On the Relevance and Control of Leaf Angle

M. van Zanten, T.L. Pons, J.A.M. Janssen, L.A.C.J. Voesenek, A.J.M. Peeters

    Research output: Contribution to journalArticleAcademicpeer-review

    41 Citations (Scopus)


    Plants can have constitutive leaf angles that are fixed and do not vary much among different growth environments. Several species, however, have the ability to actively adjust their leaf angles. Active leaf repositioning can be functional in avoiding detrimental environmental conditions, such as avoidance of heat stress and complete submergence, or can be, for example, utilized to maximize carbon gain by positioning the leaves relative to the incoming radiation. In recent years, major advances have been made in the understanding of the molecular mechanisms, and the underlying hormonal regulation of a particular type of leaf movement: hyponastic growth. This differential petiole growth-driven upward leaf movement is now relatively well understood in model systems such as Rumex palustris and Arabidopsis thaliana. In the first part of this review we will discuss the functional consequences of leaf orientation for plant performance. Next, we will consider hyponastic growth and describe how exploitation of natural (genetic) variation can be instrumental in studying the relevance and control of leaf positioning.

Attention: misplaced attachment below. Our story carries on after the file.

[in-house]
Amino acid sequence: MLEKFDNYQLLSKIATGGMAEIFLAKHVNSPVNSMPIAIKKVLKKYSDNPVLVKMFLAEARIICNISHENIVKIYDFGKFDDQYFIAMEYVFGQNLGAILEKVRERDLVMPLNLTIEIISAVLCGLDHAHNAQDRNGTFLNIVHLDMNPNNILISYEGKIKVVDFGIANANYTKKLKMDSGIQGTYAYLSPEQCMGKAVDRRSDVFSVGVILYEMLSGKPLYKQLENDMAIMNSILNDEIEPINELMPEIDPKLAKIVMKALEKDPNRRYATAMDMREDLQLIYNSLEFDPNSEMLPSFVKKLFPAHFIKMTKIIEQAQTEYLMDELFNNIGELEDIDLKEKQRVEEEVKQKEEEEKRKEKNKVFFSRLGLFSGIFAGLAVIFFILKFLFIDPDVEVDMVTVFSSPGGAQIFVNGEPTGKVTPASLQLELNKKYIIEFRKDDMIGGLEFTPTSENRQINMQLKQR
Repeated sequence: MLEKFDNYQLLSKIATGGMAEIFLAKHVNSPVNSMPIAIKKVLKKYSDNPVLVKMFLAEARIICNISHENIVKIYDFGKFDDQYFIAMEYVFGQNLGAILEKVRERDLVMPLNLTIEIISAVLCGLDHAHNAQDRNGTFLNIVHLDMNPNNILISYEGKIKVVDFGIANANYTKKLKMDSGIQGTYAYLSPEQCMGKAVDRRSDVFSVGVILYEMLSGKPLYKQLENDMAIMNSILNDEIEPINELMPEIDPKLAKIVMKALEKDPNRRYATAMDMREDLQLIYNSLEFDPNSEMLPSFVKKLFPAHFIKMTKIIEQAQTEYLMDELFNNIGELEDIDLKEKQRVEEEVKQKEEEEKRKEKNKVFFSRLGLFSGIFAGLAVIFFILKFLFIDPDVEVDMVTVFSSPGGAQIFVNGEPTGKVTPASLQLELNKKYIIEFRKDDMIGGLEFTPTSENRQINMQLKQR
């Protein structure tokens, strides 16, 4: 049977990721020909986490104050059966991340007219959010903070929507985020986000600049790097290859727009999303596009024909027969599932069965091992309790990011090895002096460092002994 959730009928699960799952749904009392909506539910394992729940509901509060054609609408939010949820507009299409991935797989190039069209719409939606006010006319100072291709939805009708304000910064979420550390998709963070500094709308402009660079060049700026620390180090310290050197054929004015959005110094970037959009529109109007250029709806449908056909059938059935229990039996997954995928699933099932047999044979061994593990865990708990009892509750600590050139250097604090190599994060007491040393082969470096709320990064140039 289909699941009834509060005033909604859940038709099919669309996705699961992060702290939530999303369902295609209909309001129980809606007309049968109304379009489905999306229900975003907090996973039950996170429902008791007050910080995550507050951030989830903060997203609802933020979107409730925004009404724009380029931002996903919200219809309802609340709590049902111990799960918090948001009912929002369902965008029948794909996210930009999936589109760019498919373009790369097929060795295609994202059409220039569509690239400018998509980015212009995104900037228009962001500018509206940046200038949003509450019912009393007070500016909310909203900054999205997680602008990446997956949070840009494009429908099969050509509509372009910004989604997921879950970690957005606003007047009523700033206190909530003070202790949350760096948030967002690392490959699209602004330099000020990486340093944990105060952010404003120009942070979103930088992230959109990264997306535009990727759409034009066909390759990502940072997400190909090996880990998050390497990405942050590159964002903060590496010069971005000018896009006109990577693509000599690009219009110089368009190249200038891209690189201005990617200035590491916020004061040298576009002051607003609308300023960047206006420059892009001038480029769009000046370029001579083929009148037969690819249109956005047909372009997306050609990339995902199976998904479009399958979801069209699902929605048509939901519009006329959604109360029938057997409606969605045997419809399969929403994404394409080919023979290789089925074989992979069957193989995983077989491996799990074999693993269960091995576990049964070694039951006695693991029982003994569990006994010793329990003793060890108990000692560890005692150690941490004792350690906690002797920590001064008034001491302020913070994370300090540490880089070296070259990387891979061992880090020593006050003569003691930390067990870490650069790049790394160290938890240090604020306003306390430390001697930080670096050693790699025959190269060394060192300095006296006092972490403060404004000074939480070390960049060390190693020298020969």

Original languageEnglish
    Pages (from-to)300-316
    JournalCritical Reviews in Plant Sciences
    Issue number5
    Publication statusPublished - 2010


    • shade-avoidance responses
    • differential petiole growth
    • arabidopsis-thaliana
    • rumex-palustris
    • abscisic-acid
    • shoot elongation
    • submergence tolerance
    • hypocotyl elongation
    • signal-transduction
    • ethylene production

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